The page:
DirectStorage API for PCs promises faster game loading times

Martin Brinkmann
Sep 2, 2020
Updated • Sep 2, 2020
Games, Hardware

When Microsoft announced the next Xbox console some time ago, it highlighted some features of the console's underlying architecture to demonstrate its power. Next to DirectX 12 Ultimate, which Microsoft confirmed would be coming to Windows PCs as well, it was the DirectStorage API that got gamers around the globe excited as it promised to eliminate IO bottlenecks to improve loading times significantly and as a consequence, pave the way for improved details in games.

The company notes:

With a DirectStorage capable PC and a DirectStorage enabled game, you can look forward to vastly reduced load times and virtual worlds that are more expansive and detailed than ever.

The same bottlenecks exist on modern Windows PCs, even those with the latest motherboard technology and blazing fast SSD and PCIe technologies.

Microsoft revealed on its DirectX Dev blog that the DirectStorage API will come to Windows PCs. According to the announcement, the company plans to bring a first development preview of DirectX Storage "into the hands of game developers" in the next year. It is likely that the technology will be integrated into Windows 10 Insider builds first before it becomes available to the general Windows population.

Modern computer games have evolved a lot over the past decade. The rise of faster computer hardware, processors and video cards, high resolution displays and new display technologies, have forced developers to find new ways to load the data quickly from storage devices. One of the methods divides textures and other data into smaller chunks to improve loading times at the expense of an increase in IO operations.

Current storage APIs were not optimized for high numbers of IO requests according to Microsoft. Even modern PCs are not able to "fully saturate the IO pipeline", and Microsoft DirectStorage technology addresses the issue.

The company notes that DirectStorage will improve the PC gaming experience in two primary ways:

  • Improve loading times of games.
  • Allow games to be "more detailed and expansive than ever".

Closing Words

Real-world usage will show how much of a performance boost DirectStorage provides once it lands in stable versions of Windows. The technology needs fast storage devices, specific NVMe devices according to Microsoft's announcement; this limits the reach of the new feature. Games will play just fine on PCs without the new technology according to Microsoft.

Now You: Do you play games on PCs? What is your experience regarding loading times?

DirectStorage API for PCs promises faster game loading times
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DirectStorage API for PCs promises faster game loading times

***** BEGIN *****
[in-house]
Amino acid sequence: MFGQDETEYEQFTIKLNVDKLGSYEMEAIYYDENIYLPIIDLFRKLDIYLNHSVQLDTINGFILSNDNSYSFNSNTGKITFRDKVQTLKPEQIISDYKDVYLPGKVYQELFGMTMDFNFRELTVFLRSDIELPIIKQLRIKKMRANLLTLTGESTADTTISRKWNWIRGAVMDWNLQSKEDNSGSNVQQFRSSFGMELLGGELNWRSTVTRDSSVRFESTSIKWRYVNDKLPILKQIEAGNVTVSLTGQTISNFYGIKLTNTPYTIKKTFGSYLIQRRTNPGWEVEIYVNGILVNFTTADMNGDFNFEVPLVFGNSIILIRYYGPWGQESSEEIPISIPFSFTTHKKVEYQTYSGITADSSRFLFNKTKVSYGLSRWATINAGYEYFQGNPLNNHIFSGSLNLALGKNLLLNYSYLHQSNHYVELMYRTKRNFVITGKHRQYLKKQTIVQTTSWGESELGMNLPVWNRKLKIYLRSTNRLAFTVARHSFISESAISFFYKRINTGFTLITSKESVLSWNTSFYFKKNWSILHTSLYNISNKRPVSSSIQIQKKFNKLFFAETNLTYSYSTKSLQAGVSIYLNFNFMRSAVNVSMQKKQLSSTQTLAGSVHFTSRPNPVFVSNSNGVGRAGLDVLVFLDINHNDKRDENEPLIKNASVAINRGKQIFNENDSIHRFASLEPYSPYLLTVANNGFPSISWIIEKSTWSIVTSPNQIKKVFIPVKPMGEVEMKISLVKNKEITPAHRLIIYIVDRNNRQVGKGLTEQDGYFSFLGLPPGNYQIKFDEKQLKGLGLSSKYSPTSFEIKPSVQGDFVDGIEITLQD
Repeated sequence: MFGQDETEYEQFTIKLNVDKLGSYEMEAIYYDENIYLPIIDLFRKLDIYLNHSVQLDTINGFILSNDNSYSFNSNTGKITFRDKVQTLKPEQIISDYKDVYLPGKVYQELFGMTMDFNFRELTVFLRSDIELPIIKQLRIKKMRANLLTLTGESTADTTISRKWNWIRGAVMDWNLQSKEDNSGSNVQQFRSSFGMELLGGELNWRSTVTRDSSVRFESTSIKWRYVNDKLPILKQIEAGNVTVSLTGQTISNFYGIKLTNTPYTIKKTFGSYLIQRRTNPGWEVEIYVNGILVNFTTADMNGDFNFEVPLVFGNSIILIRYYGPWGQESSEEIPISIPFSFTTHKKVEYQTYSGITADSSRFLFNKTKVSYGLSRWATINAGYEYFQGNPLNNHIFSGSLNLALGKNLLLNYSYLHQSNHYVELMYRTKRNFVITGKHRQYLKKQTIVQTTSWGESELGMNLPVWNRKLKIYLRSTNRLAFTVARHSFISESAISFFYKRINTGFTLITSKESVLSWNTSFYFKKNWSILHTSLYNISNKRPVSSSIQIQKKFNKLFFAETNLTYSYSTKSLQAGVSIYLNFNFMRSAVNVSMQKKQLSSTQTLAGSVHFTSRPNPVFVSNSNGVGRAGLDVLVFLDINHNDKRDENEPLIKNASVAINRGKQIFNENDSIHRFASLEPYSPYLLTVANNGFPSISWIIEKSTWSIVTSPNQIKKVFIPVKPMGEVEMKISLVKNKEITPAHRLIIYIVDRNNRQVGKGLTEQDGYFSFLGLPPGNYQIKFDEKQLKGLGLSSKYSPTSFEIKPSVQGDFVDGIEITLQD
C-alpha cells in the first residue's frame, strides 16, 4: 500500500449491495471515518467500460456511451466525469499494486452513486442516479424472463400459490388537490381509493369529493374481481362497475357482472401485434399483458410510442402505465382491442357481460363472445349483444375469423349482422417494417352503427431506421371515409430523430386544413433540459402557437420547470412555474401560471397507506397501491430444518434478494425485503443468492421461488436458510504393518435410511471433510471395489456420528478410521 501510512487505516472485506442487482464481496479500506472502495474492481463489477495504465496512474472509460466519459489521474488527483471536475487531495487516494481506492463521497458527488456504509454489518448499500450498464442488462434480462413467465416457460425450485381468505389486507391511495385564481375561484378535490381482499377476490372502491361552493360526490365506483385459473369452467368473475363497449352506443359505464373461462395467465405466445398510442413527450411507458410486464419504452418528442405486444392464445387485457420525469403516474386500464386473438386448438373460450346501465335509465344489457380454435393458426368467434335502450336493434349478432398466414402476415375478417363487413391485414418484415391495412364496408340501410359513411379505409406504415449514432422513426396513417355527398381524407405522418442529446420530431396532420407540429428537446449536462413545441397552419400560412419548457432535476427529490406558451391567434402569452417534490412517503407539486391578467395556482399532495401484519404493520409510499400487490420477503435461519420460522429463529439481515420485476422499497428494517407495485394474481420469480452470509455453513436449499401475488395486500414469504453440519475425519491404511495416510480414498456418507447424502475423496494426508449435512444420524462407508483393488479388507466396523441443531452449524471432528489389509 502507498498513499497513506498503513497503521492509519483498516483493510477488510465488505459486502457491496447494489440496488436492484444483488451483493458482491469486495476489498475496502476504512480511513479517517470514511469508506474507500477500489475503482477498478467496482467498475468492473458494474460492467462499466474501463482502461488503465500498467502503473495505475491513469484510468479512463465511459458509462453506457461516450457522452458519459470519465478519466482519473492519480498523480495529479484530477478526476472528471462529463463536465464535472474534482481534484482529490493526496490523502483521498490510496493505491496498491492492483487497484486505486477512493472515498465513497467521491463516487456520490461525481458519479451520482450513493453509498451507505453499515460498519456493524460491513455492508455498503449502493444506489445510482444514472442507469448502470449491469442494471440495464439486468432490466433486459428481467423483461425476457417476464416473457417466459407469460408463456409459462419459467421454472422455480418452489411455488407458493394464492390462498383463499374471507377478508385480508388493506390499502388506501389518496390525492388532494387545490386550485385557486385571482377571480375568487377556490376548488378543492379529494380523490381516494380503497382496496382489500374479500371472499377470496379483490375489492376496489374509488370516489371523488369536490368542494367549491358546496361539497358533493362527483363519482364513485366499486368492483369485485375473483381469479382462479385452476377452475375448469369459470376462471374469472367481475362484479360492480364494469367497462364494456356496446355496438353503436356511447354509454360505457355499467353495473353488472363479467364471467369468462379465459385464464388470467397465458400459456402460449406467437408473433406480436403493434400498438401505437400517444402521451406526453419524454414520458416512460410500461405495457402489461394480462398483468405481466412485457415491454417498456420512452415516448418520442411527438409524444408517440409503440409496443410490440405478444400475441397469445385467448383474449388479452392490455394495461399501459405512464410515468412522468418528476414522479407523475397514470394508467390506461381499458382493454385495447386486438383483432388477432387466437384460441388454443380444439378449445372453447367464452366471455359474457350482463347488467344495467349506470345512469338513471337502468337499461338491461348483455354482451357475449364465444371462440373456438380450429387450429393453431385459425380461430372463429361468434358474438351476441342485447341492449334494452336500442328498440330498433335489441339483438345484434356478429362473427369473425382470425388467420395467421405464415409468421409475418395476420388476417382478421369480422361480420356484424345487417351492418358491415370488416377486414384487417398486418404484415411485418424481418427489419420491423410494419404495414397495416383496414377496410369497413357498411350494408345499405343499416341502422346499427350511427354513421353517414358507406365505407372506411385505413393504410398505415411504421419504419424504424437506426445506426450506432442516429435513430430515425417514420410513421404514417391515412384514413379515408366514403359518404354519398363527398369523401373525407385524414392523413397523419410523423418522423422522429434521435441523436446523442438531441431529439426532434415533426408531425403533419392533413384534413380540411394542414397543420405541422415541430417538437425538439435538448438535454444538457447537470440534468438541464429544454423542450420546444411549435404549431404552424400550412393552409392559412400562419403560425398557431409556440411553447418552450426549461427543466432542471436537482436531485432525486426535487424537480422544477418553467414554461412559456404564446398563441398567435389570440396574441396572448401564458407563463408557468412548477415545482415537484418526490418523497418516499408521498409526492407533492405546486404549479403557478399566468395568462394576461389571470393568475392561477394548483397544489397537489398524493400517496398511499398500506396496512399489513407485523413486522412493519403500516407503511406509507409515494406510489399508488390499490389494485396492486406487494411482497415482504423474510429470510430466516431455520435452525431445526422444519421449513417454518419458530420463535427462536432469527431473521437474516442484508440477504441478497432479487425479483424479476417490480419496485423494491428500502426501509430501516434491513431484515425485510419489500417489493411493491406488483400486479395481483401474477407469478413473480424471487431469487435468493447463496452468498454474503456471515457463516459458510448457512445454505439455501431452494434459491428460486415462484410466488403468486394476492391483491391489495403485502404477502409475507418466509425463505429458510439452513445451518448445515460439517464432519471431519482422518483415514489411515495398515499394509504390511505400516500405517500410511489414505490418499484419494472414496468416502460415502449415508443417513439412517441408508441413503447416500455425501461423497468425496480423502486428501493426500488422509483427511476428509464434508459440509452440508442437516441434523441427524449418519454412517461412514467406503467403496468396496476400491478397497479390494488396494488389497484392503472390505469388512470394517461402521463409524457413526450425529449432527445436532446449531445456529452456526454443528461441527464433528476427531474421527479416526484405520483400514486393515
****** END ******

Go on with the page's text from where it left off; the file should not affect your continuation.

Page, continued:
Microsoft plans to bring the DirectStorage API to Windows PCs. The API promises faster load times for games.
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  1. Leslie said on September 4, 2020 at 2:32 am

    “Current storage APIs were not optimized for high numbers of IO requests according to Microsoft.”

    Umm…Didn’t Microsoft MAKE the storage APIs of it’s own operating system? So you’re saying your own stuff is crap? That it’s not able to scale with modern hardware?

    I’m shocked, shocked I tell you.

    Well, maybe not that shocked.

  2. acetesz said on September 3, 2020 at 4:33 am

    Vulcan is the best API now, DX sucks

    1. No said on September 3, 2020 at 2:23 pm

      Vulkan. But yes, I agree.

  3. Whoot said on September 3, 2020 at 3:14 am

    You were listed on Techmeme! Looks like the tracking software that the use on me is working well lol

  4. Jeff said on September 2, 2020 at 8:21 pm

    So even if you have a blazing fast NVMe SSD, next generation GPUs required probably for this.

    Nevertheless it is a fix for the INSANELY-BLOATED-GAMES-of-today problem.

  5. Bob Red said on September 2, 2020 at 7:14 pm

    return of the SMARTDRV.EXE?

    1. Corky said on September 3, 2020 at 6:32 pm

      Smartdrv was a disk caching program, putting data from HDD into RAM, this is very different as it aims to bypass the CPU and RAM altogether.

      Currently if the GPU needs access to data it has to issue a request to the CPU, the CPU then either loads the data from a HDD/SDD and send it onto the GPU or, depending on how well your caching is working, send the data that’s already in the RAM onto the GPU.

      The idea of DirectStorage is to bypass all of that and allow the GPU to access the HDD/SSD/RAM directly, where it would be most noticeable is when streaming in textures, levels, or other data as you’re cutting out the middleman (the CPU).

  6. Waseem Abdul Rahman Tambe said on September 2, 2020 at 1:53 pm

    Hey Martin, Just an typo here “Modern computer games have evolved a lot over the pat decade….” other than that great read :)

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